While there has been an increase in the usage of cocaine, heroine, tramadol and other opioids in West Africa, a new report has shown that the majority of people with drug use problems were unemployed.
The West African Epidemiology Network on Drug Use Report (2014 - 2017) was prepared through the collaborative efforts of the Economic Community of West African States and the United Nations Office on Drugs and Crime with the financial support of the European Union.
The report also provides an overview of the quantity of drugs seized, the number of arrests for drug related offences, the extent of drug use reflecting the number of people in treatment, and drug-related policies available in West Africa.
According to the report, cannabis, cocaine, opioids and amphetamine-type substances (ATS) (mainly methamphetamine) were the main drugs seized in West Africa from 2014 through 2017.
Similarly, increasing seizures of cough mixtures containing codeine in some countries in West Africa indicate an uptick in the non-medical use of prescription opioids.
“Although the use of heroin and other opioids including tramadol is relatively less common than the use of cannabis, they are most commonly associated with more harmful consequences of drug use.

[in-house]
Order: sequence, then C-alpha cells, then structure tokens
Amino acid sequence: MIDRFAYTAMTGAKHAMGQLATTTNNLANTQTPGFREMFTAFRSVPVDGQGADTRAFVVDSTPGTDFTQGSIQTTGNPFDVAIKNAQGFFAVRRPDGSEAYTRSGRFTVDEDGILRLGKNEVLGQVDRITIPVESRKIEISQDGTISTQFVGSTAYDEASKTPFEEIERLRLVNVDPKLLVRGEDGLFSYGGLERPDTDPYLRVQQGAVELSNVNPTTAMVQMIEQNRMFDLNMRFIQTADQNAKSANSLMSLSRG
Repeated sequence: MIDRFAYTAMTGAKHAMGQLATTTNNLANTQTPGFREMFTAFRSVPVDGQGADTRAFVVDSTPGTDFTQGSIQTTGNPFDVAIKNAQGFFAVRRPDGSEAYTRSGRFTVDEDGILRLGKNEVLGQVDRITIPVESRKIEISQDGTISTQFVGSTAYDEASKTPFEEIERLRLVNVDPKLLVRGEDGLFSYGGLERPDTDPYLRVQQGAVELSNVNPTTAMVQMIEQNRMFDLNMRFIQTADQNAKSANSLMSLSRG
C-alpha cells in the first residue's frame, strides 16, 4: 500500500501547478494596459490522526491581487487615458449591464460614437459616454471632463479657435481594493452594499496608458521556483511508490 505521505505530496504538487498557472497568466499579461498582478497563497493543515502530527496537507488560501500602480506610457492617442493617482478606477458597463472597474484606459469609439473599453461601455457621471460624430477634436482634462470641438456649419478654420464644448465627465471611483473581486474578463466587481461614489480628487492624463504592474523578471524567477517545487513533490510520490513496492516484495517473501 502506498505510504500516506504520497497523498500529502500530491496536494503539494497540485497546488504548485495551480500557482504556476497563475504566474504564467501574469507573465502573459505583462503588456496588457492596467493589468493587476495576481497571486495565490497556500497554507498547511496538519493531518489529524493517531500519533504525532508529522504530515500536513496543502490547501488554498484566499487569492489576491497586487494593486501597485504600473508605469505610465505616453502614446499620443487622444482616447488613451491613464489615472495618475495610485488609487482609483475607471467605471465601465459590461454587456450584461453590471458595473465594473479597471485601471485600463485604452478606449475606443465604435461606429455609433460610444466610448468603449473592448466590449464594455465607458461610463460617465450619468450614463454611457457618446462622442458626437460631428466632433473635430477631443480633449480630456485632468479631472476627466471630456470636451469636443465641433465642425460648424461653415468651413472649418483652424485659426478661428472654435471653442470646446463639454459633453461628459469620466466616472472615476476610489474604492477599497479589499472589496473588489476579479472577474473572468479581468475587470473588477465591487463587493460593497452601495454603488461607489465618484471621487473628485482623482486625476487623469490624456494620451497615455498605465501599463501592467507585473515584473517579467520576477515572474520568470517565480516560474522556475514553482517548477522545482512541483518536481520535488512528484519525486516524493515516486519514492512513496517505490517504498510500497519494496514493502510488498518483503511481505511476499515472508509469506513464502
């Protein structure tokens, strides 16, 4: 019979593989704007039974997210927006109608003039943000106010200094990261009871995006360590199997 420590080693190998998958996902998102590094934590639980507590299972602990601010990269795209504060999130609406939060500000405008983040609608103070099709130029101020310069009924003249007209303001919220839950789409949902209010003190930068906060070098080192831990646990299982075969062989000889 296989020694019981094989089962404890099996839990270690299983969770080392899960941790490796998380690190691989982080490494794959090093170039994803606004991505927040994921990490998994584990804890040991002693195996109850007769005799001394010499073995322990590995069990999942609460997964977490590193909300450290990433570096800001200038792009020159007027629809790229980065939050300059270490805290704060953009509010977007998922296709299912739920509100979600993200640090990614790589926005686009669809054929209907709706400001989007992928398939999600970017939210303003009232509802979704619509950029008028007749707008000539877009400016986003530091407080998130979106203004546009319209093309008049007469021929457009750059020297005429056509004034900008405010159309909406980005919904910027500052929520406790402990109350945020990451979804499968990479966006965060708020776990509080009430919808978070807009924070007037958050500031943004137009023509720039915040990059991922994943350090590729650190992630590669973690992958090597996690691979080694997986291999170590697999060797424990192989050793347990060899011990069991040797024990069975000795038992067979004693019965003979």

“Almost 18 per cent of persons who accessed drug treatment and rehabilitation services in West Africa in the reporting period were aged 10-19 years.
"Furthermore, majority of people with drug use problems during the period were unemployed,” the report shows.
The report recommends governments and other stakeholders to include drug demand reduction as a major health priority in all ECOWAS member states and in Mauritania while strengthening the health systems for more effective and efficient delivery of health care services.
Concerted efforts should be made by national governments in the region to prioritise drug demand reduction in keeping with the balanced approach highlighted in the recommendations of the United Nations (UNGASS, 2016).